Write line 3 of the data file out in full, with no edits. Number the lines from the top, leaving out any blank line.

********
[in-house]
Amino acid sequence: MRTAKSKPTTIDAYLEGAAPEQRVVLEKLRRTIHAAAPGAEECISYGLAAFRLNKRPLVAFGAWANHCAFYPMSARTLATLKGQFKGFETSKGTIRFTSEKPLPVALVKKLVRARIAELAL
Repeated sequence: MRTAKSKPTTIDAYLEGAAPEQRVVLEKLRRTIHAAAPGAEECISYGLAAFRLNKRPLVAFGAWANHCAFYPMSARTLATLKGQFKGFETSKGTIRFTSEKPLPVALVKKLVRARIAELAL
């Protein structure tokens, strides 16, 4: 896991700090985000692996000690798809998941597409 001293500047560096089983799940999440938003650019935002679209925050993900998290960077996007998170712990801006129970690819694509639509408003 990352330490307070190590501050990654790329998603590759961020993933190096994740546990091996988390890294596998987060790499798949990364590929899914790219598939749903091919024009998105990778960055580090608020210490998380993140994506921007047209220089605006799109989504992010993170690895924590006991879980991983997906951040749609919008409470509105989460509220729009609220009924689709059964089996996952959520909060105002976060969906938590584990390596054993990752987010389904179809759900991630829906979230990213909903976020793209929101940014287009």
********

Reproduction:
Repeated sequence: MRTAKSKPTTIDAYLEGAAPEQRVVLEKLRRTIHAAAPGAEECISYGLAAFRLNKRPLVAFGAWANHCAFYPMSARTLATLKGQFKGFETSKGTIRFTSEKPLPVALVKKLVRARIAELAL